A bewhiskered seal has his portrait taken
SPROUTING A CROP OF EXUBERANT CURLS, this large male bearded seal evokes the air of a dapper diplomat. “He reminds people, including me, of a happy old man with a great mustache,” says Roger Brendhagen, who made this portrait from a small floating platform near the ice floe where this plump seal was resting off the west coast of Svalbard, Norway.
A native of Norway himself, Brendhagen averages about 300 travel days a year and has visited all seven continents to document everything from wolverines, brown bears and gray wolves to venomous snakes. Yet he says he “takes as much pleasure” photographing tiny bullfinches in his home country as in capturing charismatic creatures from across the globe.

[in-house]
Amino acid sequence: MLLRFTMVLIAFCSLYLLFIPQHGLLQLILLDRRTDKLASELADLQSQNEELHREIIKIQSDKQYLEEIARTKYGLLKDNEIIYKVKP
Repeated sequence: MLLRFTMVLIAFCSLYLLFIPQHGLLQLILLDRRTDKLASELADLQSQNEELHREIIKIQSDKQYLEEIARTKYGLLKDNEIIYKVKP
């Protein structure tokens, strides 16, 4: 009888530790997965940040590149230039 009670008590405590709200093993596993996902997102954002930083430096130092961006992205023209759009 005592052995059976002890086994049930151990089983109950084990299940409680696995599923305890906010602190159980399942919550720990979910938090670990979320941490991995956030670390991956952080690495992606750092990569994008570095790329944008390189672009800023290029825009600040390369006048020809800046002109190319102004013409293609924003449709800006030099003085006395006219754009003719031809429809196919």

Whether working solo in the field or sharing his knowledge by teaching others, Brendhagen stresses the importance of “keeping your distance” from wildlife. “It’s a dilemma,” he says. “As a photographer, you want to come as close as possible to an animal such as, say, an Arctic fox near its den, but the fox wants you as far away as possible. So it’s important for photographers to reflect on how close to get and how long to stay nearby.”
Even short stays—such as the 15 minutes Brendhagen spent with this seal—can yield magic.
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